But it be. It very much be. The Spurs are up to fifth in points per possession after a scorching 14-4 run that culminated in Thursday’s 154-point avalanche against the Thunder. Their shot selection in that stretch has barely budged. They are just making everything, moving the ball without turning it over, and flying around on defense. It has been wonderful to watch. Again, I’m sorry, Pop. (I still think their offense will slip back over the coming road-heavy stretch, but I know better now than to predict a huge drop-off. The Spurs are solid.)
The happiest revelation: Derrick White. It is a fun sensation watching someone over extended minutes for the first time, and understanding immediately, “OK, this dude knows how to play.”
White just feels the game. He is a cat burglar sidling into open spaces when the defense is focused on DeMar DeRozan or LaMarcus Aldridge. He has already mastered the Manu Ginobili thing of running into the catch:
This is going to sound weird, but White reads feet well. He notices early when a help defender’s momentum is skittering too fast toward midcourt, and blows by that victim without pausing:
White has a soft midrange game. He’s a semi-respectable 20-of-60 on 3s. He’s a sneaky dunker. He’s a crafty passer out of the pick-and-roll, and has happily taken the responsibility of defending the most dangerous opposing scorer so Popovich can hide DeRozan and Bryn Forbes.
I can’t wait to see the Dejounte Murray-White backcourt.
I can’t imagine how Memphis fans handle the suspense and horror of Mike Conley and Marc Gasol resting together. Can the Grizzlies survive? How much ground will they lose? Enough that this four-minute stretch effectively costs them the game? Will any shots dent the backboard? Is this one of the 13 games when Shelvin Mack looks like a killer backup point guard — or one of the other 69?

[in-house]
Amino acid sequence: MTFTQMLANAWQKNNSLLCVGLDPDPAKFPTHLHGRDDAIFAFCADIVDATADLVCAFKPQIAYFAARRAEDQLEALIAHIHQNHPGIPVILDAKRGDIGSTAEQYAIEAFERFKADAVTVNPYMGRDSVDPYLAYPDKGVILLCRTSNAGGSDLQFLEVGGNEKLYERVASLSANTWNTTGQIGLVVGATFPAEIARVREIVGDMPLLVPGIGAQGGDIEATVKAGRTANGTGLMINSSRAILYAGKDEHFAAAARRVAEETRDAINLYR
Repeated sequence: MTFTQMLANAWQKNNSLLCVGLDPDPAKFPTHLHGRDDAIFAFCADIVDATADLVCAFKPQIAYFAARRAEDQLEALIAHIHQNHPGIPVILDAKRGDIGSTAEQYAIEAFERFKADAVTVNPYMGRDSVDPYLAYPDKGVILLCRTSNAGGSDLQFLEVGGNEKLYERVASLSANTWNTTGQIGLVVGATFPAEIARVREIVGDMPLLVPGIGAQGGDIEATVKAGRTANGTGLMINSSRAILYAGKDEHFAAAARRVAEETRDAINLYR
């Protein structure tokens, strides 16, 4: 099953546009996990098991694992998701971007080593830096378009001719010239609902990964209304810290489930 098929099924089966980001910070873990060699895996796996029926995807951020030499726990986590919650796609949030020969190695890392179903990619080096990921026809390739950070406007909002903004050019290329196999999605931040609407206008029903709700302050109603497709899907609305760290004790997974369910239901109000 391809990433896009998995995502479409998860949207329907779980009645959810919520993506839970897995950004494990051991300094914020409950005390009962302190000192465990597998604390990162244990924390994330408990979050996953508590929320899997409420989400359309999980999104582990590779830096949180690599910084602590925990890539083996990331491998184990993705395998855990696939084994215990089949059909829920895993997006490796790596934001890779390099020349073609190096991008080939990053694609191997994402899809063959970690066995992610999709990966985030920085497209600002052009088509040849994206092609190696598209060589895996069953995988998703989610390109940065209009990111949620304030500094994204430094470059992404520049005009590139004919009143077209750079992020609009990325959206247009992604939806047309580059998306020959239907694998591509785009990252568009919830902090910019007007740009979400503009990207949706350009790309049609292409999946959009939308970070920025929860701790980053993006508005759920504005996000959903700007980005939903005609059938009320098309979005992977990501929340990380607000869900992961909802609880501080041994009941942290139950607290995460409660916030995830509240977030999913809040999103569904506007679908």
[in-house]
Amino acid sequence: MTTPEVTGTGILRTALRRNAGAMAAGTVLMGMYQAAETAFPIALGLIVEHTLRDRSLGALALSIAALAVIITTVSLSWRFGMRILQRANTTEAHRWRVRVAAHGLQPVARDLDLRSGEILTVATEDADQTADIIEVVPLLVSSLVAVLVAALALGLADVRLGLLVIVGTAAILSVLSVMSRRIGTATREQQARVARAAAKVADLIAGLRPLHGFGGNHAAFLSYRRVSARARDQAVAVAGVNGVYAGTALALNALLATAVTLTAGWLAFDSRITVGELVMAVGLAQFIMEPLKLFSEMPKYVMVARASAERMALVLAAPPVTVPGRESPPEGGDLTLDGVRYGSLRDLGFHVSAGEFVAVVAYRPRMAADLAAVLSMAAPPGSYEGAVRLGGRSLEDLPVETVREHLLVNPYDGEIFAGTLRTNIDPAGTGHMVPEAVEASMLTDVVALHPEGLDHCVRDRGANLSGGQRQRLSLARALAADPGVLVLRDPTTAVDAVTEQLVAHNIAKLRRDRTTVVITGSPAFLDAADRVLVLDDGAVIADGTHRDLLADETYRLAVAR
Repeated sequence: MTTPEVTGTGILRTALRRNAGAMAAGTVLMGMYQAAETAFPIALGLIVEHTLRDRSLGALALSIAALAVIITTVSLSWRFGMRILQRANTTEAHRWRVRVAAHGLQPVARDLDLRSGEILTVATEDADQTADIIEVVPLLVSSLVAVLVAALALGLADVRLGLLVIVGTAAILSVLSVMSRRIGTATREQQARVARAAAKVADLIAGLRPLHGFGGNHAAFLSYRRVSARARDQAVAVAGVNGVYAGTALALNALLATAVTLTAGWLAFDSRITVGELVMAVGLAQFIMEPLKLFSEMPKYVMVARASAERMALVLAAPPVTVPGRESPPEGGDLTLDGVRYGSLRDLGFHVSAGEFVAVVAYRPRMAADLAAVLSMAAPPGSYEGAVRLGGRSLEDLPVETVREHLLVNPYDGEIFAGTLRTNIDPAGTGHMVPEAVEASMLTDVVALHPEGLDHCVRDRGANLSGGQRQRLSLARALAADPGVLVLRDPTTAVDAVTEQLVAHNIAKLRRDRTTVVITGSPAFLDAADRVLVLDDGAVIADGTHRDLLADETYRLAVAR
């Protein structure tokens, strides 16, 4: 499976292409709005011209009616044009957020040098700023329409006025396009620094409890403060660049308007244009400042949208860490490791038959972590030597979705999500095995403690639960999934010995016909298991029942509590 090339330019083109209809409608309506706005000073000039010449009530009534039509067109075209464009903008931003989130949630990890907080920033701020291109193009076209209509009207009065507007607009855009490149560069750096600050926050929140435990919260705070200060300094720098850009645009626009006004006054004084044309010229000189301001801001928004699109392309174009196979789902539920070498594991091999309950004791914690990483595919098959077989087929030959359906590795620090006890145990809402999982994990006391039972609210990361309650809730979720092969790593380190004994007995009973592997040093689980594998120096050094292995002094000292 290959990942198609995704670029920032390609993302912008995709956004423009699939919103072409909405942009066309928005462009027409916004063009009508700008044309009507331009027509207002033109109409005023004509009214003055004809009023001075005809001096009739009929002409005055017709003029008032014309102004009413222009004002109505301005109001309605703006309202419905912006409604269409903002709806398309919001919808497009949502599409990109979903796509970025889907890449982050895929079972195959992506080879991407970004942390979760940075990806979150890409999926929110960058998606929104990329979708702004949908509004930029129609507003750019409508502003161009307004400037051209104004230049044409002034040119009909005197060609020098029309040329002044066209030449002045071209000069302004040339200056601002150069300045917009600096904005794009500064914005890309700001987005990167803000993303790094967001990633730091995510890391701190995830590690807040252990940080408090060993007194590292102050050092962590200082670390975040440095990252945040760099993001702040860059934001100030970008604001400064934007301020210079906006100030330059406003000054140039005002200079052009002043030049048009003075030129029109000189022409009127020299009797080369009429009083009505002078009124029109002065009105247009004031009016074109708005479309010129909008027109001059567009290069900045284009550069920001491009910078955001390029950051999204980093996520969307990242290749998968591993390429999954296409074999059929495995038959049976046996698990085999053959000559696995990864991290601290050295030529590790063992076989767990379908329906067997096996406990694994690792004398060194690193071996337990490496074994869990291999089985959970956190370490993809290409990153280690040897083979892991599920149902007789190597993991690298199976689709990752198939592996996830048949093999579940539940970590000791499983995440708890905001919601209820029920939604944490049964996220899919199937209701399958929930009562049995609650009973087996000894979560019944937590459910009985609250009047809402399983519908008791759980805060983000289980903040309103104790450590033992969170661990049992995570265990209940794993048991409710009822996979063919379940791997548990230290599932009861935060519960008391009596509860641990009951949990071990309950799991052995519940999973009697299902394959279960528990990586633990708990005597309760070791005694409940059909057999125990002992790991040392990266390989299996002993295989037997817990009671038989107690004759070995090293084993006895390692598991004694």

Memphis has scored just 90.6 points per 100 possessions in 260 minutes with their tentpole stars on the bench. Perspective: Chicago’s league-worst offense averages almost 101.
The staggering-stars dilemma is endlessly fascinating. Keeping one on the floor feels safer. But going naked allows you to maximize the double-star minutes. Play the star-less stretches to a draw, and you’re in good shape.
The Grizz are 5-13 in their past 18 games, and their one glaring weakness has finally manifested: They lack bucket-getters. Even Gasol is a reluctant scorer at times. They surrounded Gasol and Conley with low-usage scrappers, and the offense predictably meanders into nothingness when both rest.
I’m not sure there is any fix, other than stretching the stars as far as they can go and hoping for the best. Justin Holiday‘s presence softens the blow of Dillon Brooks‘ injury. JaMychal Green‘s hot 3-point shooting has helped. The Grizz might try him at center in place of Joakim Noah, which would make it easier to get Omri Casspi — and Casspi’s shooting — on the floor. Some Jaren Jackson Jr.-at-center minutes would be tasty, too.
The “everybody eats!” Wiz are 4-3 since John Wall‘s season ended, including convincing wins over Oklahoma City and Philadelphia. Bradley Beal is putting his head down and attacking the rim with a new ferocity.
Beal has developed a nifty chemistry with Thomas Bryant on side pick-and-rolls with the other three Wizards stashed across the floor:
The Wiz have scored 1.13 points per possession any time Beal shoots out of a drive, or passes to a teammate who shoots right away — 23rd among 246 players who have recorded at least 75 drives, per Second Spectrum. That number leaps to 1.3 on drives with Wall off the floor — a mark that would rank No. 2 among all high-volume ball-handlers (behind only Joe Harris, duh). Almost 27 percent of Beal’s shots have come in the restricted area — a career-high.